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Monday, August 25, 2014


One could say that I'm really insecure - I've had people call me brave for always being myself and whatnot, but under the facade that was built to face the world, I pretty much hate myself and every aspect of it.

This stems from the fact that I always needed the approval of people. One time I finally got an A for science after failing the subject for a few years in primary school, and skipped home and waited for my mum to get home, only to be a subject from the typical Asian tough love, or as we typically call it, "泼冷水". It varies from parent to parent, but some of the parents I know often use reverse psychology to encourage their kids to do better.

Unfortunately, reverse psychology didn't work for me. Having to have to deal with sibling rivalry on top of that, I sought every method I could to gain approval and acceptance.

That wasn't so prominent in primary school, because I was still really shy, and all I needed was my best friends at the time, and we shared a passion for Harry Potter.

High school came, and the only other people I recognized were people I wasn't too familiar with from primary school. As with typical high school problems (minus a lot of the exaggerated drama from American TV and movies), making friends was a problem, and a huge pressure to fit in suddenly settled upon my shoulders.

In high school, puberty hits you, and you start to get conscious of how you look. That was the start of my "weight loss" journey. While I discovered amazing Japanese artists and musicians, I made myself listen to Taiwanese and Korean music as well, so I wouldn't be the only one sitting in a corner listening to my friends (at that time) discuss about bands I didn't know about.

In high school, I started to be conscious of a lot of things I wasn't conscious of before - my hair, my skin, how my uniform looked, the hip accessories every other girl had, even down to how they laced their North Star shoes that were typically frowned upon by our disciplinary board.

Something that I have mixed feelings about that I picked up in high school was the range of foul language. People have commended me for being "real" for extensively using foul language, but I've also had the very common dirty looks from some people for using too much, or even a teensy sprinkle of it in daily conversation. But I picked it up anyway, because everyone was saying it, and at that time I thought that if you didn't know them, then you're not part of modern civilization. Aaand I also had a few crushes who were from the non-elite classes, and they were typically delinquents who practically used foul language as an actual conversational language.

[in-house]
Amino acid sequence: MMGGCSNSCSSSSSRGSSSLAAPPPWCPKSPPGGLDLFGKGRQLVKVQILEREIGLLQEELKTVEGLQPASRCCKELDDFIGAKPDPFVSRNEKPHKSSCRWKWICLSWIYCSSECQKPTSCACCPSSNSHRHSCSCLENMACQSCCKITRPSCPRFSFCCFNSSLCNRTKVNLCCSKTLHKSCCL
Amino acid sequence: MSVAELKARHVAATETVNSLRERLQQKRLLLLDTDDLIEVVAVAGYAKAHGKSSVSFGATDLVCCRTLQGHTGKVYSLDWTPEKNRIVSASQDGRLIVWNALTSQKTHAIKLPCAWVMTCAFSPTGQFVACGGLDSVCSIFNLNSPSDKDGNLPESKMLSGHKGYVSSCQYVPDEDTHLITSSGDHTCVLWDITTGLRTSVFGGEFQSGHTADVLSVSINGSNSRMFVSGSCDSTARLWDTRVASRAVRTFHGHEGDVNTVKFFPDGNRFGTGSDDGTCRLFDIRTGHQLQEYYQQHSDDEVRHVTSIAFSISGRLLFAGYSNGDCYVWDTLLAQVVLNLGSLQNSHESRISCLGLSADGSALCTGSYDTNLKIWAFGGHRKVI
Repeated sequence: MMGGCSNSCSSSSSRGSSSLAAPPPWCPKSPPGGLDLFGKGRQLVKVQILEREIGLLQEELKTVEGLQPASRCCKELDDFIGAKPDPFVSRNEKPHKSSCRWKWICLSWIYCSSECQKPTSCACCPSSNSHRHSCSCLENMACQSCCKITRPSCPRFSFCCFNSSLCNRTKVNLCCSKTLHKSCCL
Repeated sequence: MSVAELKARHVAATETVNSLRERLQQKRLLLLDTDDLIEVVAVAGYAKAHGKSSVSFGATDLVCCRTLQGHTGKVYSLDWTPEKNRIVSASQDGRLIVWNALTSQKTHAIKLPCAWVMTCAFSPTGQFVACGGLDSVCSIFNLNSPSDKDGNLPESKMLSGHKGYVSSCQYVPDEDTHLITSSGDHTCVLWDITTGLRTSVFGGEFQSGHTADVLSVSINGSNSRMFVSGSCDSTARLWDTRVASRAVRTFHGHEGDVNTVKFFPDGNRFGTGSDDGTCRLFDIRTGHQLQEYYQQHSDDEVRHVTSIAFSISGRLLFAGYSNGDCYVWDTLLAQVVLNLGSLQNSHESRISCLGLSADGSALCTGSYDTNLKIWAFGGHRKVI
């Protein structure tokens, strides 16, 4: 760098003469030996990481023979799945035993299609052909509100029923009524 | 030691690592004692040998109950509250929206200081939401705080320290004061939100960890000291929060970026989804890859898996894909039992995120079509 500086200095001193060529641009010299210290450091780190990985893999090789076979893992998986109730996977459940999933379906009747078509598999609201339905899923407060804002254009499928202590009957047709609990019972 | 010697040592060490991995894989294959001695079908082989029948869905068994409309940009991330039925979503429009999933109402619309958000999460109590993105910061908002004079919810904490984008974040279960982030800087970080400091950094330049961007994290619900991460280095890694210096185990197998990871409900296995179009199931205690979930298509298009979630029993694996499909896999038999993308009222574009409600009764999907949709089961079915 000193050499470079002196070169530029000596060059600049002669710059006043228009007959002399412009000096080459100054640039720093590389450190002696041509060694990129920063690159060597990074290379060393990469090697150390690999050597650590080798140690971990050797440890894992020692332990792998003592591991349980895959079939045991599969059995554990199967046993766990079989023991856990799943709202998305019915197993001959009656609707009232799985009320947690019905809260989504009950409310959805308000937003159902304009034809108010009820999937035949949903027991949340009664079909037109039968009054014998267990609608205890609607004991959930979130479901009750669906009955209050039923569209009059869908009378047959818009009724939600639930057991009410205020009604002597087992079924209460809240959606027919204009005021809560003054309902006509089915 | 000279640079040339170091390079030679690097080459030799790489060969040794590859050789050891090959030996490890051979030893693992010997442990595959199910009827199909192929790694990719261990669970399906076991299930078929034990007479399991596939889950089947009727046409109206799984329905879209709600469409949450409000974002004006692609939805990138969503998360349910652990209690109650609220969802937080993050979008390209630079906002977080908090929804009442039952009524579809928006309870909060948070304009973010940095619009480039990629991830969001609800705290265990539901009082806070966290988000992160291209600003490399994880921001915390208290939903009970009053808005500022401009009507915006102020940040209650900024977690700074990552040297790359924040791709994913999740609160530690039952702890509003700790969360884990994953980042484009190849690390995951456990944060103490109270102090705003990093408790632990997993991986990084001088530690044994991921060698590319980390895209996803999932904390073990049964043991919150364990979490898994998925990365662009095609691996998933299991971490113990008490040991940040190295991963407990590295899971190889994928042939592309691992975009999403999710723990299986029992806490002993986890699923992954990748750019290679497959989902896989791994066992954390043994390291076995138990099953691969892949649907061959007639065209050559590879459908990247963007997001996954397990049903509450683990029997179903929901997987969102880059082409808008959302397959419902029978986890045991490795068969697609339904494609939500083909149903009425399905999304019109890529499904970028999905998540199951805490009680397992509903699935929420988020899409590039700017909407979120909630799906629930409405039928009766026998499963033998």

I was even more conscious about my body, as well as my language skills. Even though I went through all my education up to primary school in Chinese, my family spoke mainly in English, and my mother's side of the family were pretty much certified grammar Nazis. The fact that we have a ton of English novels at home adds to that.

Perhaps they were saying it jokingly, or they were annoyed, or it was one of their back-handed ways to tell me to just shut up - I was basically told to stop showing off my English (I was among some of the English top scorers in my year). I still continued to write 800-word essays for exam questions that requested only 350 words, and I continued reading novels. Like no way in hell am I going to lower my bar just because it's higher than the average.

For that, I could boastfully ("bitchyly" would be another way to put it) say that I didn't give too many fucks to how people thought about my English skills - it was a skill that I knew would be useful to me, and would put me in a more advantageous position at work.

As for body image... not so much. While my mum would tell me to ignore the taunts I got from my uncles from before I started schooling, and some of my late dad's attempts to keep me from ballooning, the fact that skinny girls saying that they were fat really killed me. At that time, all I could think of was... "if they're fat, then what am I?"

Over the years, I've learned to embrace my actual shape - pear shaped, with really wide hips and as a result, thunder thighs. Plus the fact that I have really broad shoulders. Most times I'd look in the mirror and admire myself from practically every angle possible, until I start noticing the flaws. It's something like how you would notice the details of a picture the longer you look at it. There's a weird dent in between my hips and thighs, extra flesh at the underarm that was caused by wearing the wrong bra in the long-term, how my cheeks were always puffy... All that.